Here’s a question I have been struggling for years: Why do we marry? I am not confused about the desire to have a wedding – the pretty dress, standing before family and friends, the party – that part I get. It’s the need to seek the government seal of approval of the marriage that challenges me.
New economic research comes up with a tidy theoretical argument for why we marry, but if you ask me the question the paper really answers is, “Why did our parents marry?”
The economic argument goes something like this. Marriage is efficient in the economic sense only when both people in the union can specialize in the area of production in which they have a comparative advantage. If person A earns more than person B, and A and B have children together then A should work outside the home and B should put her career aside to take care of children.
If, for some reason, B doesn’t want to spend years of her/ his life wiping runny noses and instead stays in the workforce, then the marriage is technically inefficient in that A and B are not maximizing the potential gains from the trade.
Inefficiency is bad. So in order to encourage the efficient allocation of household resources, A needs to promise B future compensation for the time he/she spends taking care of the family instead of earning an income.
Promises are nice, but contracts are better.
People marry because it makes that commitment to compensate the caregiver credible and, as a result, encourages marriages to be efficient in a way that a non-marital arrangements never could be.
We marry, according to this argument, because that is the arrangement that encourages the most efficient allocation of household resources.
This would have been a very convincing story thirty years ago and, in fact, I am not sure this is really any different than the explanation for marriage given by Gary Becker in his famous Treatise on the Family (published in 1981).
But the world has changed.
According to a recent poll by the Pew Center for Research, fewer Americans than ever before feel the institution of marriage is still relevant. Interestingly, 47% of the unmarried adults in that survey who felt that marriage was obsolete also expressed hope that one day they would be married themselves. Likewise, many already married adults–31 percent–expressed the opinion that marriage is no longer relevant.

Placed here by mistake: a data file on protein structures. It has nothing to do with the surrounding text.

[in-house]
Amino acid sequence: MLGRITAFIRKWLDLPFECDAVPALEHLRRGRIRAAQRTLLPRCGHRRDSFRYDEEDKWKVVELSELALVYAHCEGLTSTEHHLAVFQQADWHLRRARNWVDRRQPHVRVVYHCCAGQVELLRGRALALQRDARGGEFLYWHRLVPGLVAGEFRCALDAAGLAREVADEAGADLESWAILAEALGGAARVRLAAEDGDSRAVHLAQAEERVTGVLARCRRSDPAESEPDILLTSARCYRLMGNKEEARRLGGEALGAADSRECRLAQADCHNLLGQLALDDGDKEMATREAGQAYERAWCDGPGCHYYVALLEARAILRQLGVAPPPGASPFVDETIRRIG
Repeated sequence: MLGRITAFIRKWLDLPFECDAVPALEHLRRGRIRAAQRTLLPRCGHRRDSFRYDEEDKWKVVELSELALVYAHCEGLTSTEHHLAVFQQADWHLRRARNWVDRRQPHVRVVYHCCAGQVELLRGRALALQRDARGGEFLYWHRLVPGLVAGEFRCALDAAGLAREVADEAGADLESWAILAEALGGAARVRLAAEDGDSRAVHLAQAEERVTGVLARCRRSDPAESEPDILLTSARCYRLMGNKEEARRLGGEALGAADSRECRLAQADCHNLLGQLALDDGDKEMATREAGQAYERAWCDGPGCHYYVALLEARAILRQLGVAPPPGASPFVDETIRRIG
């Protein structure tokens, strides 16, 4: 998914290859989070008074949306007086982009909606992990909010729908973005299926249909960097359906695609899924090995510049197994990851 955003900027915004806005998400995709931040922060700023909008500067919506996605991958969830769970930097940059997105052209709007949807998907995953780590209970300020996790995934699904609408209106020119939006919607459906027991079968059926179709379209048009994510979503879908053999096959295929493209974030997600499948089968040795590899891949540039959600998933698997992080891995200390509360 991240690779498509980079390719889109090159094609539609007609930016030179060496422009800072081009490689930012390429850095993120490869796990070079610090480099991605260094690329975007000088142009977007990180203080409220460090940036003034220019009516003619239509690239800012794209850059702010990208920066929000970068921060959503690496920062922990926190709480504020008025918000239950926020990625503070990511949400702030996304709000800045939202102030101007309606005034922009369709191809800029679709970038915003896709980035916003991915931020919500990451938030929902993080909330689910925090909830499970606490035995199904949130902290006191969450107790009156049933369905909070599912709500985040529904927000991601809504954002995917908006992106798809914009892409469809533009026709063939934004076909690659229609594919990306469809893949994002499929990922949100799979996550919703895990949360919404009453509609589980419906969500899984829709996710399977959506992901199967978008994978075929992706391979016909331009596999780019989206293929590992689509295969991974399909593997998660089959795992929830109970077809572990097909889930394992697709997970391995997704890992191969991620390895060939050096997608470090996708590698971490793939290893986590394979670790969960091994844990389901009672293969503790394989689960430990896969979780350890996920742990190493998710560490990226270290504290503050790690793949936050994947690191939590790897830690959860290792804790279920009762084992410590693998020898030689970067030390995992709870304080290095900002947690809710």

I think the source of this apparent contradiction – that people want to be married but really don’t see the point – is that household production is no longer maximized when one person sacrifices their career to care for the family.
For many couples with children the best arrangement is for both to work on the waged labor market and then to use the income that labor generates to purchase all of the goods and services formally produced by women in the home.
Why do we still marry, despite the fact that the legal framework is no longer needed to ensure the efficient allocation of household resources?
I think Justin Wolfers and Betsy Stevenson said it best a few weeks ago in their “Economic Case for Same Sex Marriage”:
Viewed through an economic frame, modern partnerships are based upon “consumption complementarities” — the joy of sharing things and experiences — rather than the production-based gains that motivated traditional marriage.
That is certainly why I would like to be married. I am sure that others agree.
Cigno, Alessandro (2012). “Marriage as a commitment device.” Review of Economics of the Household Vol. 10: pp 193–213